Lionel Messi has thus far provided a most convincing response to heavy pressure for a memorable performance on the World Cup stage. Now he will surely be hoping that a few more of his teammates can do likewise. In his third World Cup, Messi has for the first time matched the extraordinary heights he has reached regularly with Barcelona that made him a four-time World Player of the Year. With four of Argentina’s six goals in the group stage, he has emphatically carried his country’s hopes for a first World Cup since the Diego-Maradona-inspired triumph in 1986.

But with Argentina beginning the knockout phase with a Round of 16 meeting with Switzerland on Tuesday, he could now do with a little more support. Argentina’s opening 2-1 win against Bosnia-Herzegovina got better following a half-time switch back to a more familiar 4-3-3 formation, but against Iran it took an injury-time Messi wonder goal to beat the stubborn and disciplined underdogs. There were encouraging signs in a 3-2 win over Nigeria, although the increasing lack of intensity after it became clear that Nigeria would be joining Argentina in the next round, regardless of the result, took the edge off the affair.

While Messi has shined, the defense, and even one of its stronger parts -- Pablo Zabaleta -- has expectedly looked vulnerable. Meanwhile, an attack that delivered 35 goals in 16 qualifying games has yet to find its balance and hit top gear. There will be an enforced chance to Argentina’s attacking lineup in Sao Paulo on Tuesday, with Sergio Aguero ruled out with a thigh injury that may at least not keep him out for the rest of the tournament as was initially feared. Aguero’s absence will more than likely mean a first start of the World Cup for Ezequiel Lavezzi. It may not turn out to be a bad thing for Alejandro Sabella’s side.

Aguero is at his best one of the finest strikers on the planet, yet he has not looked sharp thus far in Brazil. What Aguero also does, along with Gonzalo Higuain and Messi, is to make Argentina’s front line very narrow and condensed. Lavezzi, though not with nearly the same technical talent as Aguero, is more natural going out wide and can stretch the play, potentially opening up more space for Messi. When Lavezzi came on against Nigeria, Argentina almost went to a 4-4-2 for a time; he gives them that option.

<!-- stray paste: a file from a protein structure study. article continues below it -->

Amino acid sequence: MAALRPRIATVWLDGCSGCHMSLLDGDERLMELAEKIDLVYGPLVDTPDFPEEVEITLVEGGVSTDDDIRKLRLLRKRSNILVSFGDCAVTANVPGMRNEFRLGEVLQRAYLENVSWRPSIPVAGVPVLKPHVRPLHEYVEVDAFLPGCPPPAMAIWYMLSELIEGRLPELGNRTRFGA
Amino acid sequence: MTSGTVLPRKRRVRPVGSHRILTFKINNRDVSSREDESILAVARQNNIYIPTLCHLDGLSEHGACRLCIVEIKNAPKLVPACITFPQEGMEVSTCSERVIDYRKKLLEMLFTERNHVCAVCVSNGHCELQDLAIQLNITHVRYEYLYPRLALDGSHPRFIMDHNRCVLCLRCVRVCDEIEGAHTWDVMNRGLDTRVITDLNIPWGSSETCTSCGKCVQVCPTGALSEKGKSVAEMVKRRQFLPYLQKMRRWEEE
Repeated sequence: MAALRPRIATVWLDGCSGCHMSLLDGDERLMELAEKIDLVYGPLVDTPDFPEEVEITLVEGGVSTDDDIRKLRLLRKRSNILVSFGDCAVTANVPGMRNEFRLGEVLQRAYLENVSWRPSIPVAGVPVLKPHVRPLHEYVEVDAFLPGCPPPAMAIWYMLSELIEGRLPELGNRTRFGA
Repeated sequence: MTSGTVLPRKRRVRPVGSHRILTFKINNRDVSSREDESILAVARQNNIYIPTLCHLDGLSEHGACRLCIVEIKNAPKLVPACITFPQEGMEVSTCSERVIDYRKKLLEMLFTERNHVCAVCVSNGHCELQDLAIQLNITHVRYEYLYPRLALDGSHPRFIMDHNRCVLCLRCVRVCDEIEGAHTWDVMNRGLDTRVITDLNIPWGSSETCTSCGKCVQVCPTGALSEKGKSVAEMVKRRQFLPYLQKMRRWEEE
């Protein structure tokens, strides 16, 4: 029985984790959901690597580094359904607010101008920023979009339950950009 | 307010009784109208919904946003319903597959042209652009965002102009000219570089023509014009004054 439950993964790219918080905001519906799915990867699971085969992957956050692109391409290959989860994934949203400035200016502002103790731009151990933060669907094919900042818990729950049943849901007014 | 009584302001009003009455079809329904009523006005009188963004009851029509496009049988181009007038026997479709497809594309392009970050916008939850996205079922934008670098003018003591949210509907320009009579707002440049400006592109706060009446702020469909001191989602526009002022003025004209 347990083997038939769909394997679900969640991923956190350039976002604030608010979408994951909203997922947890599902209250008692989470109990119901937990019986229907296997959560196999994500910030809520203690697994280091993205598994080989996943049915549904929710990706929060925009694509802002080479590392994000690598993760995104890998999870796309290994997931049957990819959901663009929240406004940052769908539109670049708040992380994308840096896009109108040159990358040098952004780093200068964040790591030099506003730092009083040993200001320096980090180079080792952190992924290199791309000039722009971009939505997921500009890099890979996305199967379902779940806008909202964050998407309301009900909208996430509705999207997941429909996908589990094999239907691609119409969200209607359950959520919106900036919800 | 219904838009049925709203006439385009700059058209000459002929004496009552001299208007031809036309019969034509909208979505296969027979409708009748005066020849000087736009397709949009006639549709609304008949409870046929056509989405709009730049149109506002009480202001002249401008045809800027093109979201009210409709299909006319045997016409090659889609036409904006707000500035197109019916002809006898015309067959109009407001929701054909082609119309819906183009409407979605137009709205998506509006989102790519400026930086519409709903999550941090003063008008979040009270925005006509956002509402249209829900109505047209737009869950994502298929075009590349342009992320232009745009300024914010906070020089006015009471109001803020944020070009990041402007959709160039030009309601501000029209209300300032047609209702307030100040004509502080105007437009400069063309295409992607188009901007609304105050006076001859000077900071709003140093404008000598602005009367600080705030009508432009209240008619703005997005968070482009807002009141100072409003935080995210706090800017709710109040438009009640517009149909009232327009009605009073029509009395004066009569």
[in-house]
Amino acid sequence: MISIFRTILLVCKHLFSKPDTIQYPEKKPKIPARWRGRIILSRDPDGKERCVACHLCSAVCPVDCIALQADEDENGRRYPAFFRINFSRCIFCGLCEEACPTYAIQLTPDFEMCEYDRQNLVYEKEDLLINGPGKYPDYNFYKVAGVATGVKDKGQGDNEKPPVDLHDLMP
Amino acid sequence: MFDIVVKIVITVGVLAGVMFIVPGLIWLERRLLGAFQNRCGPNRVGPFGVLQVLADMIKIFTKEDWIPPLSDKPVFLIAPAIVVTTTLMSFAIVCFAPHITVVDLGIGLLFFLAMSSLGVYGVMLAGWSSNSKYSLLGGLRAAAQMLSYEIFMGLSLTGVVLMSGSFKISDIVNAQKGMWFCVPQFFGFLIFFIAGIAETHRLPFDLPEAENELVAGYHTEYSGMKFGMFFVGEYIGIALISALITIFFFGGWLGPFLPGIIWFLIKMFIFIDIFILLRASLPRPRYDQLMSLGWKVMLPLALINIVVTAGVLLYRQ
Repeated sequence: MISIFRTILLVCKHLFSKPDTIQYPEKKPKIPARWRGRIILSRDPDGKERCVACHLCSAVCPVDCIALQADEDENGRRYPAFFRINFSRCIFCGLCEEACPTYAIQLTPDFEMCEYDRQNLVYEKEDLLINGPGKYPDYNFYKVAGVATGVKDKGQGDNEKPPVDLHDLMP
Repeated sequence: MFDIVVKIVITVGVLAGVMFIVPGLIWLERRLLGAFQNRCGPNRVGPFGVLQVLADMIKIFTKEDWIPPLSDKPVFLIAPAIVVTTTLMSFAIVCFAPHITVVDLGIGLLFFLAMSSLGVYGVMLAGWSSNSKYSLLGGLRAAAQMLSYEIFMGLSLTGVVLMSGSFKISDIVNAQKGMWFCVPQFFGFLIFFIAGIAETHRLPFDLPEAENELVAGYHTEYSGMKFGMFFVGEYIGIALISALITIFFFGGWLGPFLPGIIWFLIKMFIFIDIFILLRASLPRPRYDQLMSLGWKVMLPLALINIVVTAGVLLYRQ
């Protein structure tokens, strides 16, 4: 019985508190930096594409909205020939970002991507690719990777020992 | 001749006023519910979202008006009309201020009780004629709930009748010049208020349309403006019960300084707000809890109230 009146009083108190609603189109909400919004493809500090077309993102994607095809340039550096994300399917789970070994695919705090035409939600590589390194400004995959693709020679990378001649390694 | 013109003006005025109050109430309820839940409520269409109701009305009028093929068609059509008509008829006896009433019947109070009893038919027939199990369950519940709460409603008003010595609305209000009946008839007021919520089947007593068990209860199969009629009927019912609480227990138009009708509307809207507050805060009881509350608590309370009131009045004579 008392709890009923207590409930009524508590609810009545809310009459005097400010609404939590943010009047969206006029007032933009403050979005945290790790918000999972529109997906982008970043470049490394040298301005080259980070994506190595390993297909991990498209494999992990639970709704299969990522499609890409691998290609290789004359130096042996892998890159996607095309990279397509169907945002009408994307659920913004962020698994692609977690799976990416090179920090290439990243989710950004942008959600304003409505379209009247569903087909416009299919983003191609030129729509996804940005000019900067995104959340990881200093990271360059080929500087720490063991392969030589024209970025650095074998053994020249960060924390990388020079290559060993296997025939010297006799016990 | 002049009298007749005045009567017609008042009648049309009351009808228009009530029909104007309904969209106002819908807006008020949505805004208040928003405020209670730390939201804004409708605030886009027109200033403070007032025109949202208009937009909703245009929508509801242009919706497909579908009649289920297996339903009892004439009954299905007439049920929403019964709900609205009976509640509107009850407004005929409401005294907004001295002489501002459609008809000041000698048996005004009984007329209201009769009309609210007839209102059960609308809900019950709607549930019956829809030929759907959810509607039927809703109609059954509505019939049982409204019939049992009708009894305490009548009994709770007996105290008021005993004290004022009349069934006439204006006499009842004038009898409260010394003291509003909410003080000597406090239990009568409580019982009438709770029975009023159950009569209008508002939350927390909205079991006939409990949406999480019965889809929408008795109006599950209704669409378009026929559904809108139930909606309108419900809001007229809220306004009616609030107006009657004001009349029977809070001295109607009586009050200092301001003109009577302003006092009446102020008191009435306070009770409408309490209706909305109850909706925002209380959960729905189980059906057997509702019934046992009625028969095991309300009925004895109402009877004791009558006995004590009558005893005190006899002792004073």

While Argentina will be looking for more Messi heroics, their opponents will be hoping that the man dubbed the “Alpine Messi” can inspire a famous upset. Xherdan Shaqiri is already in his second World Cup at the age of just 22, and last Wednesday made a big statement of his long-known talent with a hat-trick in the 3-0 dismissal of Switzerland. It was the first match in which the Bayern Munich man was handed a central role behind a strike from the start and he flourished.

With other exciting young players like Granit Xhaka and Josip Drmic also making positive impressions thus far, Ottmar Hitzfeld’s side certainly have plenty going for them in attack. The problem has been at the back. A shambolic 5-2 defeat to France in which they trailed 5-0 until late was a chastening experience for an inexperienced team with high expectations.

Hitzfeld, a legendary Champions League winning coach with both Borussia Dortmund and Bayern Munich, will step down after the World Cup. He would certainly prefer to do so after leading Switzerland to a first ever win against Argentina and a first appearance in a World Cup quarterfinal since they hosted the tournament 60 years ago, rather than a Messi-inspired hiding.


In a central role, Shaqiri combined superbly with Drmic against Honduras and the pair can certainly be a thorn in the side of a flakey Argentina defense. Switzerland also have quality coming forward from their two full-backs that can do damage. But the attacking intent of Ricardo Rodriguez and, especially, Stephan Lichtsteiner, could also be their downfall. France repeatedly got in behind Lichtsteiner in their rout and Argentina, through Angel di Maria, could well look to do likewise. Fabian Schär’s inclusion at center-back should give Switzerland more resistance, but it is unlikely to be enough to keep Messi and Co. at bay in an open game that Argentina should relish.

Argentina 3-1 Switzerland

Betting odds (

In 90 minutes:

Argentina win: 5/11

Switzerland win: 6/1

Draw: 7/2

To progress:

Argentina: 1/5

Switzerland: 13/4

When and where: The 2014 World Cup Round of 16 match will kick off from the Arena de Sao Paulo at noon ET.